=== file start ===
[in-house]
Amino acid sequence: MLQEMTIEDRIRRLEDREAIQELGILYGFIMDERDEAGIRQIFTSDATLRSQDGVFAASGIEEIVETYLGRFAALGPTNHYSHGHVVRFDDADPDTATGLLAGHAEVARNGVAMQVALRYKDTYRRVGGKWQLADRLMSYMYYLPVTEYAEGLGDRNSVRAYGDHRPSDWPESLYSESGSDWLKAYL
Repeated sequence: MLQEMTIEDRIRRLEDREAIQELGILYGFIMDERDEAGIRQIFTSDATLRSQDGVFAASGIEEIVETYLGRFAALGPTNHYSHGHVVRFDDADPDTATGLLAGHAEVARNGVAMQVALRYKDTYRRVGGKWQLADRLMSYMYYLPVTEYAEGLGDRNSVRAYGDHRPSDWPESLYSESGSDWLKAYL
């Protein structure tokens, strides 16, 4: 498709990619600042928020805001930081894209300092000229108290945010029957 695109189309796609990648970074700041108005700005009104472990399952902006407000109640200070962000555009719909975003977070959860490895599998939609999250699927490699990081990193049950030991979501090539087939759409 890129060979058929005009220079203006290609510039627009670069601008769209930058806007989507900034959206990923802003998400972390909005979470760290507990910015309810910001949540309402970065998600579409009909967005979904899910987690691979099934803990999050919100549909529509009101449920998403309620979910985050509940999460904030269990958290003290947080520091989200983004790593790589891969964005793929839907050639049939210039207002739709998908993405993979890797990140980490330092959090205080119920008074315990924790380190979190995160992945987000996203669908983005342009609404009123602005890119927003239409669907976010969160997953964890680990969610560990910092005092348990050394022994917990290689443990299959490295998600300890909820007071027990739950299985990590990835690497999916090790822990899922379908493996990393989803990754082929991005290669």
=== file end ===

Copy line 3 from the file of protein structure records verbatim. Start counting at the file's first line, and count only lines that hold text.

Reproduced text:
Repeated sequence: MLQEMTIEDRIRRLEDREAIQELGILYGFIMDERDEAGIRQIFTSDATLRSQDGVFAASGIEEIVETYLGRFAALGPTNHYSHGHVVRFDDADPDTATGLLAGHAEVARNGVAMQVALRYKDTYRRVGGKWQLADRLMSYMYYLPVTEYAEGLGDRNSVRAYGDHRPSDWPESLYSESGSDWLKAYL